Thursday, December 27, 2012

The Secret Untold Origin of Scooby-Doo!

I'm nattily attired in a  trenchcoat and peering through a magnifying glass to get you in the proper Investigative Reports frame of mind as I uncover Saturday Mornings dirtiest darkest secret!
In 1966, did Joe Rudy and Ken Spears sit at the same barber shop and leaf through a copy of "Swing With Scooter" #1 planting the seed that resulted in their beyond famous animated "Scooby-Doo, Where Are You!" tv show three years later?
Scooter, drawn by EC artist Joe Orlando and scripted by Jack Miller and Barbara Friedlander, mainly follows an english mop top superstar who tries to get away from the demands of fame by living in the states surrounded by a group of rag tag fun-lovin' fellow teens. But it's as if the second cousins of the Scooby crew lurk in every other panel. You have a chubby goateed Shaggy called Sylvester, Velma is now Cynthia, and the Mystery Machine van is the Super Bus.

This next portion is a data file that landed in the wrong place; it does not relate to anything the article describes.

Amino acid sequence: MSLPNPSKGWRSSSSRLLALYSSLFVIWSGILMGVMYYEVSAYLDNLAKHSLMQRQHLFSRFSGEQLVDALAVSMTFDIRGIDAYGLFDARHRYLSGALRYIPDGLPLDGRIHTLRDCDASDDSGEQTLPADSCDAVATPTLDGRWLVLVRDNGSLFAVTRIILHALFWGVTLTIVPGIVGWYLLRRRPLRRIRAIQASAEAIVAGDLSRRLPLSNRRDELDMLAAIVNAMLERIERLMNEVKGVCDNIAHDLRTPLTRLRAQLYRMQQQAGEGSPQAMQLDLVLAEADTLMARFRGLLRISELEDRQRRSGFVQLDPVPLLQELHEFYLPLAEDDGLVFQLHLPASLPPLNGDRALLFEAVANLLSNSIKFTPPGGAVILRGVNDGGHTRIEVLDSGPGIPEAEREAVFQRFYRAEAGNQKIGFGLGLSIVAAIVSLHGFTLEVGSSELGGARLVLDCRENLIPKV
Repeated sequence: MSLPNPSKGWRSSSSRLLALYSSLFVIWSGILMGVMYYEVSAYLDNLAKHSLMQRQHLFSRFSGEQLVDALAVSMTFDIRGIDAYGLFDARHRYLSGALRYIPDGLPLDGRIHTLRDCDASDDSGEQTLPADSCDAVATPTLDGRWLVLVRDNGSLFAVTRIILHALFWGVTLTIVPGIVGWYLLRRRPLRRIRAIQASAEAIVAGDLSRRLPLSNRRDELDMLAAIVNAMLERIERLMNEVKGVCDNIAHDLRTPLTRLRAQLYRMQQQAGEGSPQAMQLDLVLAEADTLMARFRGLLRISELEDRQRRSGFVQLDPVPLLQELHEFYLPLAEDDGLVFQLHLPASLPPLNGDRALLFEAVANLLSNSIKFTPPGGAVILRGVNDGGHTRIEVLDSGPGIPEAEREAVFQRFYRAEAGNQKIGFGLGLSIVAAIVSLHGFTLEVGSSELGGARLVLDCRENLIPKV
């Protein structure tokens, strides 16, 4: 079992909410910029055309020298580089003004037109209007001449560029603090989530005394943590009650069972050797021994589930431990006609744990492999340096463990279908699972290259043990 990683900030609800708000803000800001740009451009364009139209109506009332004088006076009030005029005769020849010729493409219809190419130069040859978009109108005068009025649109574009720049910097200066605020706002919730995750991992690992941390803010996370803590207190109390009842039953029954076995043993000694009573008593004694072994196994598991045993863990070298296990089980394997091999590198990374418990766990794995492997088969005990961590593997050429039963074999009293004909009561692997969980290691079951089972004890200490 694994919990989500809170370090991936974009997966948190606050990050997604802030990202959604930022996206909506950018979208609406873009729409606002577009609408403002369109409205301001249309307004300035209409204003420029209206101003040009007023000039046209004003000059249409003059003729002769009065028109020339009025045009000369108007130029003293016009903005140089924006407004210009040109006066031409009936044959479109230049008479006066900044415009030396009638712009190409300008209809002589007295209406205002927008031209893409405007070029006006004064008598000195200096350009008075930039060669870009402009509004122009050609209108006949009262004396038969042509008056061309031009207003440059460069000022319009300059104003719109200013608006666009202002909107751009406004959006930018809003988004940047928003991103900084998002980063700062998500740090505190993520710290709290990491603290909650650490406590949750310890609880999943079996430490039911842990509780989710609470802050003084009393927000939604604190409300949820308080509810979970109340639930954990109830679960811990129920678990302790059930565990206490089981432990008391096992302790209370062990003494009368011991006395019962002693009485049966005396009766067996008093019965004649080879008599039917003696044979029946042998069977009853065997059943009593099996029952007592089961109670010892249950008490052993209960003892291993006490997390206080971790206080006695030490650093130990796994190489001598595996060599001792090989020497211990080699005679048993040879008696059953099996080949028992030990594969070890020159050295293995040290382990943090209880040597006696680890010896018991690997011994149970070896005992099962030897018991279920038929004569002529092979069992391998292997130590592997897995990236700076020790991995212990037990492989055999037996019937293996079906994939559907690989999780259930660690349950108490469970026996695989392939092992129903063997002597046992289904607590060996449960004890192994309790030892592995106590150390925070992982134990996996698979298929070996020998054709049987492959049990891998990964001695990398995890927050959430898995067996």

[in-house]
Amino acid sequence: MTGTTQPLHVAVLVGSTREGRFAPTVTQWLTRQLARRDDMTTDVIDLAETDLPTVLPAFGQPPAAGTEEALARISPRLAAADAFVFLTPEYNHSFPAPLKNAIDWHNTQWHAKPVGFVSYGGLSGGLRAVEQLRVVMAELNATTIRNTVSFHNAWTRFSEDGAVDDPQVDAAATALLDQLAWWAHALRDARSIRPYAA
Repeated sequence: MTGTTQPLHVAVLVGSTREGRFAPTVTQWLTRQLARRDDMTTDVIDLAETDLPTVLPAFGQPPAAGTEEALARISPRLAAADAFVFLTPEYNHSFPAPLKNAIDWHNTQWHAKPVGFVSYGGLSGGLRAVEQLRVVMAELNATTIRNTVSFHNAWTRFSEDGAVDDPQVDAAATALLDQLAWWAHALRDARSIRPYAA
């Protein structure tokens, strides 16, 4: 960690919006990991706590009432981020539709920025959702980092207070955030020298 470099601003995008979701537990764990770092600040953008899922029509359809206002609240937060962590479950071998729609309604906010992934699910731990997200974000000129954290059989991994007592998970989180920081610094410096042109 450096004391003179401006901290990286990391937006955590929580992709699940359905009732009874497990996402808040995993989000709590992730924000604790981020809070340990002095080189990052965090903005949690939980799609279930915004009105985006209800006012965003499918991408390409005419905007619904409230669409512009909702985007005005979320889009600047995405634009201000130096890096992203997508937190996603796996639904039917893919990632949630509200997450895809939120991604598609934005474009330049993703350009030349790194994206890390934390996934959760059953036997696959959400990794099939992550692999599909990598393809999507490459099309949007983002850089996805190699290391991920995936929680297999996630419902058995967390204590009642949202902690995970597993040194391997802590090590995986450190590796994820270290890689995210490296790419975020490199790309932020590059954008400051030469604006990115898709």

I only have the first issue of what appears to be a 36 issue run (from which the panels are from), but judging by future covers (thanks to NY Comics Shop), it's seems they even got more Scooby-Dooish as time went on. Who knows? Maybe they even adopted a dog at some point.
BTW- No one is taking credit for coming up with Scrappy Doo.


  1. Thanks to eagle eyed pal Ron Murphy for uncovering this mystery for me!

  2. They would have gotten away with it too, if it weren't for you meddling kids....

  3. "Swing with Scooter" is fairly obscure, but not completely forgotten. It's usually been considered to be a rip-off of "The Many Loves of Dobie Gillis." The cartoon we know as "Scooby Doo" was originally going to be an animated version of Dobie Gillis, but complications over the rights and so on caused the change in character names and they added the dog. It's entirely possible that there was some sort of transactional effect going on where everything was influencing everything else, but basically pointing to this and neglecting the Dobie Gillis connection just doesn't make sense. Also, Joe Orlando did work for EC, but he was much more closely associated with DC comics than he ever was with EC, but maybe that wouldn't have been true in 1966.

  4. Also, the origin of Scrappy-Doo is fairly well-documented. For what it's worth.